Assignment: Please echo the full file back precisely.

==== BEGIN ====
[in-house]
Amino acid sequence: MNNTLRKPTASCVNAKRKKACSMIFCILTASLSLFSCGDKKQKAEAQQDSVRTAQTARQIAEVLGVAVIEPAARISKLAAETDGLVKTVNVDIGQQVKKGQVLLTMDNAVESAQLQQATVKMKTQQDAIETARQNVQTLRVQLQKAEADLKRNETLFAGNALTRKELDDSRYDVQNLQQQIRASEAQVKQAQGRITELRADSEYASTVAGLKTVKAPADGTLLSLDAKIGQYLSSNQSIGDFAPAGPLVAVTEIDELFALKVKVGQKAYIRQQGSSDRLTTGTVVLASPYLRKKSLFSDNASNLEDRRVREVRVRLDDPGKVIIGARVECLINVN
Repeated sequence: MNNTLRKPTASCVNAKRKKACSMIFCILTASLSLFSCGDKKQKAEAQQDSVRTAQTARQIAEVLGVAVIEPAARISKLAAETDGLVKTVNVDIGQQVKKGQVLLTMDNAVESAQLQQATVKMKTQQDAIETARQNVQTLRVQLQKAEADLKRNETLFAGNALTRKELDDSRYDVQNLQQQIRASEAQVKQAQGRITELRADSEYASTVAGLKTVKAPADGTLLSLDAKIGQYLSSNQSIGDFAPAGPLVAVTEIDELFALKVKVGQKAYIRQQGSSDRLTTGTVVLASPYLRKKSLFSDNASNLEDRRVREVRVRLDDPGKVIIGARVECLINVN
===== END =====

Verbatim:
[in-house]
Amino acid sequence: MNNTLRKPTASCVNAKRKKACSMIFCILTASLSLFSCGDKKQKAEAQQDSVRTAQTARQIAEVLGVAVIEPAARISKLAAETDGLVKTVNVDIGQQVKKGQVLLTMDNAVESAQLQQATVKMKTQQDAIETARQNVQTLRVQLQKAEADLKRNETLFAGNALTRKELDDSRYDVQNLQQQIRASEAQVKQAQGRITELRADSEYASTVAGLKTVKAPADGTLLSLDAKIGQYLSSNQSIGDFAPAGPLVAVTEIDELFALKVKVGQKAYIRQQGSSDRLTTGTVVLASPYLRKKSLFSDNASNLEDRRVREVRVRLDDPGKVIIGARVECLINVN
Repeated sequence: MNNTLRKPTASCVNAKRKKACSMIFCILTASLSLFSCGDKKQKAEAQQDSVRTAQTARQIAEVLGVAVIEPAARISKLAAETDGLVKTVNVDIGQQVKKGQVLLTMDNAVESAQLQQATVKMKTQQDAIETARQNVQTLRVQLQKAEADLKRNETLFAGNALTRKELDDSRYDVQNLQQQIRASEAQVKQAQGRITELRADSEYASTVAGLKTVKAPADGTLLSLDAKIGQYLSSNQSIGDFAPAGPLVAVTEIDELFALKVKVGQKAYIRQQGSSDRLTTGTVVLASPYLRKKSLFSDNASNLEDRRVREVRVRLDDPGKVIIGARVECLINVN